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Chemical Injection Point Orientation

Chemical Injection Point Orientation

(OP)
Hello every one,

We have field diesel distillation unit and we have plan to inject pour point chemical to heavy oil product ( Residual) which goes to crude tanks for storage. I have some concerns about injection point orientation.
As good practice we normaly inject the chemical on the top of the pipe but in our case only we have a drain fitting at lower position 6 clocks (6 inch pipe).

It is ok to carry out this job.

please see attached file (our Chemical Quill will be used)


Zayed

RE: Chemical Injection Point Orientation

For injecting liquid into liquid, it does not make much difference whether the injection flow is co-current or counter-current. There are some resources (A. Sloley) quoting that even in cases of injecting liquid into vapor stream the orientation does not have significant effects: http://www.chemicalprocessing.com/articles/2012/do...

Top connections are preferred only for accessibility and maintenance reasons. Process wise, there is absolutely no difference.

The best thing to do is to provide injection point upstream of the pump or a control valve. Turbulence created across these devices will ensure proper mixing in all cases, regardless of the flow of main stream.

Dejan IVANOVIC
Process Engineer, MSChE

RE: Chemical Injection Point Orientation

Also take into account that a bottom tapped CI point may jeopardise the operation of block valves and check valves that are on the CI line if there are solids in the residue heavy oil.

RE: Chemical Injection Point Orientation

(OP)
Thanks Dejan IVANOVIC & georgeverghese.

We decided to inject the chemical upstream residue pump after re-boiler (Heat exchanger residue /diesel) then after that will goes to 2 stages of exchangers( Crude/ Residue) finally will be stored to tanks.
Pipe specification 4 inch SS 316
Residue Tem 650 F and P=12 psi
Chemical type: Pour point (wax based & will be diluted with Naphtha DF=2)

Any concerns (Process, Corrosion....etc) will be raised gentlemen


Zayed

RE: Chemical Injection Point Orientation

And your quill is made from a material that is extremely corrosion and erosion resistant, right?
I have seen so many pipe failures over the years because of failed quills that I don't count them any more.
A short piece of alloy 625 is cheap compared to a failure.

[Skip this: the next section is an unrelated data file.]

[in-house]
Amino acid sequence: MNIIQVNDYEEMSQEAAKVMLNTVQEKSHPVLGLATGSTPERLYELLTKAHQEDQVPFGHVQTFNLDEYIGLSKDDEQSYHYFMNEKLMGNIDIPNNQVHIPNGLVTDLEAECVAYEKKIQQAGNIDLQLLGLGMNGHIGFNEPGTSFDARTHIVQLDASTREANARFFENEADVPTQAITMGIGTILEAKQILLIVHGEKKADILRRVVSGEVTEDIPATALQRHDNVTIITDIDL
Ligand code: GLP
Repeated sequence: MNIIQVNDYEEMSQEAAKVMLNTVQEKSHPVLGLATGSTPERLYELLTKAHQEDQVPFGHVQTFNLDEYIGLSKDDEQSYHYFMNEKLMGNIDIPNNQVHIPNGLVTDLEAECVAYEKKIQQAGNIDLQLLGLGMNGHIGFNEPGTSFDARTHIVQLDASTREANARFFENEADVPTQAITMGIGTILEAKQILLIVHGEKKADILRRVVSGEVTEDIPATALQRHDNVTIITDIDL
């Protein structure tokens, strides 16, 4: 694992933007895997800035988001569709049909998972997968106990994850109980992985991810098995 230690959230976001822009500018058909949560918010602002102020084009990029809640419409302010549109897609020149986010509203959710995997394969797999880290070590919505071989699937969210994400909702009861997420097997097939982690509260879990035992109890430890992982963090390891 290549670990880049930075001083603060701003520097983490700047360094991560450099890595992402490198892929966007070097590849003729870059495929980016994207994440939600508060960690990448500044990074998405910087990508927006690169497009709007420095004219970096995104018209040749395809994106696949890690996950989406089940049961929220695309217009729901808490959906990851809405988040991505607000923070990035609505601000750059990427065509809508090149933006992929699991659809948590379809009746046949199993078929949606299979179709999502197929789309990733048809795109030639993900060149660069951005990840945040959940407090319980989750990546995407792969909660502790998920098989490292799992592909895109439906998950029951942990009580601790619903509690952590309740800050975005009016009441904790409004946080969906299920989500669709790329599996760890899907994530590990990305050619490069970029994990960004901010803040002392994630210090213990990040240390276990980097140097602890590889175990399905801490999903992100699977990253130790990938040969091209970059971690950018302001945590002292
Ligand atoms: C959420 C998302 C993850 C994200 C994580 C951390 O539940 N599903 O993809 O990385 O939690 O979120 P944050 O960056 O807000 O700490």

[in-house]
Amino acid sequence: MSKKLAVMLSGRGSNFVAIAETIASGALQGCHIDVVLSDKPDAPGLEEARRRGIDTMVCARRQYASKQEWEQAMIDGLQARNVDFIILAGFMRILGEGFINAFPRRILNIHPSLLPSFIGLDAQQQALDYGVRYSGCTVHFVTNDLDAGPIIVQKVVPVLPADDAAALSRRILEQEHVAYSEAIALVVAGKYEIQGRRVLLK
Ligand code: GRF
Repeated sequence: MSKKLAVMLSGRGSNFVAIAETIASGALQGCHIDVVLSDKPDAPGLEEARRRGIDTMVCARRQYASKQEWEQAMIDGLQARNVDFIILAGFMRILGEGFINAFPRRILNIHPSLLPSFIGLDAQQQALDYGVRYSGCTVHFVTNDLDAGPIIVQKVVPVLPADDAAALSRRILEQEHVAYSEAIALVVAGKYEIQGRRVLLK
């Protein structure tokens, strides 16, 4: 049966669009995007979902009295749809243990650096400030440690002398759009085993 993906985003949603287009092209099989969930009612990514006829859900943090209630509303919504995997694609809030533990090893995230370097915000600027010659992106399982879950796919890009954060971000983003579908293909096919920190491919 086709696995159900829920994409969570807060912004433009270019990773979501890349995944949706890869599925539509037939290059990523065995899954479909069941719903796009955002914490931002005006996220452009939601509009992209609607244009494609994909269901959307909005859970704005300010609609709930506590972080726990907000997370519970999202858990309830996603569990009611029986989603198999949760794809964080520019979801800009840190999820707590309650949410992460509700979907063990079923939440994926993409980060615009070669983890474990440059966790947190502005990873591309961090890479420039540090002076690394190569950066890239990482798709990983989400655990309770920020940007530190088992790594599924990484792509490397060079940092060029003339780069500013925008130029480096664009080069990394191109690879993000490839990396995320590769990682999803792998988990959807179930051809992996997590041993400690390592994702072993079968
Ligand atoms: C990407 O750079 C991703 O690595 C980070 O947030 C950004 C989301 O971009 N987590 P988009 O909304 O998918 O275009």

= = = = = = = = = = = = = = = = = = = =
P.E. Metallurgy, Plymouth Tube

RE: Chemical Injection Point Orientation

Will this PPD survive in this resid at a temp of 650degF ? Have you checked with the PPD supplier?

RE: Chemical Injection Point Orientation

(OP)
Thank you Gents,
Our Quill is made from 316L SS; the rated Temperature (550 C to 800 C) is above the residue Temperature. Also system pressure is very low. Galvanic corrosion is not applicable (316 pipe and 316L), the question here what/why the failure will be occurred as such system.

Zayed

RE: Chemical Injection Point Orientation

So the quill is sch80 or heavier? I would still look to see if I could get alloy 625.
It is stronger (especially at temperature), more corrosion resistant, and more erosion resistant.
I have seen quills fail in fatigue, corrosion , erosion, and mechanical damage (large debris). Once they fail the chemical being injected washes along the pipe wall and often causes corrosion issues there because it is concentrated.

= = = = = = = = = = = = = = = = = = = =
P.E. Metallurgy, Plymouth Tube

RE: Chemical Injection Point Orientation

zayed78

To make the chemical injection on top side of the pipe is the good choice. If you didn´t chose this option after some time of operation the scale will plug your injection quill.

good luck

Luis Marques

RE: Chemical Injection Point Orientation

zayed78

If you are dealing with a chemical injection, for naphtenic acid protection, alloy 625 is a good option. To avoid tubulance and corrosion your quill should be injecting the chemical into a 12" pipe.

Good luck

Luis Marques

RE: Chemical Injection Point Orientation

Zayed, as Luis Marques just said, if you think about your daily operation with heavy oil product considering the possibles varietions of temperatures caused by process variations, I am sure that once you reduce strongly the flow rate of this pipe, the injection point will be blocked. So I would say that you have taken the best future thinking choice. I have been working with the vacuum waste oil for the past 8 years.
BRITTO.

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